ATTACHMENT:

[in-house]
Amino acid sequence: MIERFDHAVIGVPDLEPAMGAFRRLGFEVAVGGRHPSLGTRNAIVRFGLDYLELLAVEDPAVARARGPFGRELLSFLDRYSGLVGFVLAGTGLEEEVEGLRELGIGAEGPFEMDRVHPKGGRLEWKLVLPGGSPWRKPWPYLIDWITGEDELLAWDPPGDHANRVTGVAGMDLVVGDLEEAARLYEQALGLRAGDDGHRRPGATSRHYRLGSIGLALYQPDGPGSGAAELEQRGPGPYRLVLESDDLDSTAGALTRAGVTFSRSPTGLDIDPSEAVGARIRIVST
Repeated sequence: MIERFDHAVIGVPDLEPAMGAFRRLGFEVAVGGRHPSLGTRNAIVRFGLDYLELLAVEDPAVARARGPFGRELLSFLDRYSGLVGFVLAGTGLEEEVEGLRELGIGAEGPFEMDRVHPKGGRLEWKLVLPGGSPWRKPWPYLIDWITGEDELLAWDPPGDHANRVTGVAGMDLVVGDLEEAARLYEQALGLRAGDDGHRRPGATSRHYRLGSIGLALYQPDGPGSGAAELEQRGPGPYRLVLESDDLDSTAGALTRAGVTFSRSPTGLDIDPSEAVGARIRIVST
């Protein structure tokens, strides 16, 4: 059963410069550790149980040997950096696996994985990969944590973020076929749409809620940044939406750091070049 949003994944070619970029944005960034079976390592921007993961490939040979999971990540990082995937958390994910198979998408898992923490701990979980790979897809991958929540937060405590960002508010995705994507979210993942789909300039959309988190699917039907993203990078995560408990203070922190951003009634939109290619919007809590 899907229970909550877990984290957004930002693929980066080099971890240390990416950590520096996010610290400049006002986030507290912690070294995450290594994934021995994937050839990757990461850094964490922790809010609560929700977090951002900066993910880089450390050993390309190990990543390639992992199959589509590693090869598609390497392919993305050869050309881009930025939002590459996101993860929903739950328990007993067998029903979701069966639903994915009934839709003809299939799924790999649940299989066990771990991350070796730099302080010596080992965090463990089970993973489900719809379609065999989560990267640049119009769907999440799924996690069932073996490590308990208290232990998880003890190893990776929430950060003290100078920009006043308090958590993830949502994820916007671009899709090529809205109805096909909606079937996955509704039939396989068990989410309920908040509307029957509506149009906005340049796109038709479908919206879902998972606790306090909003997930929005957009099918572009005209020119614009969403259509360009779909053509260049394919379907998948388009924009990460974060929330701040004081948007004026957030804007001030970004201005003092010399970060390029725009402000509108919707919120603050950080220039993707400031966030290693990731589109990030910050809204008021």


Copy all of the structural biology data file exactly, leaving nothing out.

[in-house]
Amino acid sequence: MIERFDHAVIGVPDLEPAMGAFRRLGFEVAVGGRHPSLGTRNAIVRFGLDYLELLAVEDPAVARARGPFGRELLSFLDRYSGLVGFVLAGTGLEEEVEGLRELGIGAEGPFEMDRVHPKGGRLEWKLVLPGGSPWRKPWPYLIDWITGEDELLAWDPPGDHANRVTGVAGMDLVVGDLEEAARLYEQALGLRAGDDGHRRPGATSRHYRLGSIGLALYQPDGPGSGAAELEQRGPGPYRLVLESDDLDSTAGALTRAGVTFSRSPTGLDIDPSEAVGARIRIVST
Repeated sequence: MIERFDHAVIGVPDLEPAMGAFRRLGFEVAVGGRHPSLGTRNAIVRFGLDYLELLAVEDPAVARARGPFGRELLSFLDRYSGLVGFVLAGTGLEEEVEGLRELGIGAEGPFEMDRVHPKGGRLEWKLVLPGGSPWRKPWPYLIDWITGEDELLAWDPPGDHANRVTGVAGMDLVVGDLEEAARLYEQALGLRAGDDGHRRPGATSRHYRLGSIGLALYQPDGPGSGAAELEQRGPGPYRLVLESDDLDSTAGALTRAGVTFSRSPTGLDIDPSEAVGARIRIVST
């Protein structure tokens, strides 16, 4: 059963410069550790149980040997950096696996994985990969944590973020076929749409809620940044939406750091070049 949003994944070619970029944005960034079976390592921007993961490939040979999971990540990082995937958390994910198979998408898992923490701990979980790979897809991958929540937060405590960002508010995705994507979210993942789909300039959309988190699917039907993203990078995560408990203070922190951003009634939109290619919007809590 899907229970909550877990984290957004930002693929980066080099971890240390990416950590520096996010610290400049006002986030507290912690070294995450290594994934021995994937050839990757990461850094964490922790809010609560929700977090951002900066993910880089450390050993390309190990990543390639992992199959589509590693090869598609390497392919993305050869050309881009930025939002590459996101993860929903739950328990007993067998029903979701069966639903994915009934839709003809299939799924790999649940299989066990771990991350070796730099302080010596080992965090463990089970993973489900719809379609065999989560990267640049119009769907999440799924996690069932073996490590308990208290232990998880003890190893990776929430950060003290100078920009006043308090958590993830949502994820916007671009899709090529809205109805096909909606079937996955509704039939396989068990989410309920908040509307029957509506149009906005340049796109038709479908919206879902998972606790306090909003997930929005957009099918572009005209020119614009969403259509360009779909053509260049394919379907998948388009924009990460974060929330701040004081948007004026957030804007001030970004201005003092010399970060390029725009402000509108919707919120603050950080220039993707400031966030290693990731589109990030910050809204008021």